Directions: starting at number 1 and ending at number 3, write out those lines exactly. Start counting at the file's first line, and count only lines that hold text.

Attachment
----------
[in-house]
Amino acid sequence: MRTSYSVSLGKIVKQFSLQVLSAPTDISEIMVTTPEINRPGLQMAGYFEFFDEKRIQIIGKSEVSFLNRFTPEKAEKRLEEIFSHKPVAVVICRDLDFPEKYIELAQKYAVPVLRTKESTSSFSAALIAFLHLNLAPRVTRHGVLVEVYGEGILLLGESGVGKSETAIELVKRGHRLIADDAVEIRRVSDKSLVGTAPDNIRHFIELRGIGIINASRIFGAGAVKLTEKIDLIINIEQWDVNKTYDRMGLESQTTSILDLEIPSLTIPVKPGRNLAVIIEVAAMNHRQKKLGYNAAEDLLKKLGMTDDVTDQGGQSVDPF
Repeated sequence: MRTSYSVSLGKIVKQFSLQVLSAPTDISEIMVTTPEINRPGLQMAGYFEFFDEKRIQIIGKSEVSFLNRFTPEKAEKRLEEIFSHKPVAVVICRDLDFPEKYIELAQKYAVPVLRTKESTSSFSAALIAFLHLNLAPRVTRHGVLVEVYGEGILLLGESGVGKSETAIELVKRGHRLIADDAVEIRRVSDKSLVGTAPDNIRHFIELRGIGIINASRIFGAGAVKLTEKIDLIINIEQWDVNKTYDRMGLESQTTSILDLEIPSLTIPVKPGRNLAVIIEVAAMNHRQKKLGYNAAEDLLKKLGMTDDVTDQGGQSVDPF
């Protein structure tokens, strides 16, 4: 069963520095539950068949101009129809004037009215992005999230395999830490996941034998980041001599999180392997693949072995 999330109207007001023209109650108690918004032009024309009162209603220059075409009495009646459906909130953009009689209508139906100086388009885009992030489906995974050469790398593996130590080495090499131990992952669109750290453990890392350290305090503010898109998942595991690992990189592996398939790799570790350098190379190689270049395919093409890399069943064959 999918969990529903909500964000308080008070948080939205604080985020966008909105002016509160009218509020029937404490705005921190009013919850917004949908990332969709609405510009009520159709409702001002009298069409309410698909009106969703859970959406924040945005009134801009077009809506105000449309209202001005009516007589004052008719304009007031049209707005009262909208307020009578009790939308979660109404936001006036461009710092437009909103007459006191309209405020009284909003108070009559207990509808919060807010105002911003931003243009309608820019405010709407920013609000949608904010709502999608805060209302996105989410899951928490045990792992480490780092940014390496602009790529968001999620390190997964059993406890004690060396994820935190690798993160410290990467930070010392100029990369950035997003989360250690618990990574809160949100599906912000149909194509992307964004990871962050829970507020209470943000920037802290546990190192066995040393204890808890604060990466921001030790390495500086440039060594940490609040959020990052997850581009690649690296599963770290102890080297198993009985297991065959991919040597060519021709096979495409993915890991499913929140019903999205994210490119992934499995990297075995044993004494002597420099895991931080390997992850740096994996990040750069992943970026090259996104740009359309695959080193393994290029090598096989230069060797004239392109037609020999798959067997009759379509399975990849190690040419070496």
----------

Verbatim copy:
[in-house]
Amino acid sequence: MRTSYSVSLGKIVKQFSLQVLSAPTDISEIMVTTPEINRPGLQMAGYFEFFDEKRIQIIGKSEVSFLNRFTPEKAEKRLEEIFSHKPVAVVICRDLDFPEKYIELAQKYAVPVLRTKESTSSFSAALIAFLHLNLAPRVTRHGVLVEVYGEGILLLGESGVGKSETAIELVKRGHRLIADDAVEIRRVSDKSLVGTAPDNIRHFIELRGIGIINASRIFGAGAVKLTEKIDLIINIEQWDVNKTYDRMGLESQTTSILDLEIPSLTIPVKPGRNLAVIIEVAAMNHRQKKLGYNAAEDLLKKLGMTDDVTDQGGQSVDPF
Repeated sequence: MRTSYSVSLGKIVKQFSLQVLSAPTDISEIMVTTPEINRPGLQMAGYFEFFDEKRIQIIGKSEVSFLNRFTPEKAEKRLEEIFSHKPVAVVICRDLDFPEKYIELAQKYAVPVLRTKESTSSFSAALIAFLHLNLAPRVTRHGVLVEVYGEGILLLGESGVGKSETAIELVKRGHRLIADDAVEIRRVSDKSLVGTAPDNIRHFIELRGIGIINASRIFGAGAVKLTEKIDLIINIEQWDVNKTYDRMGLESQTTSILDLEIPSLTIPVKPGRNLAVIIEVAAMNHRQKKLGYNAAEDLLKKLGMTDDVTDQGGQSVDPF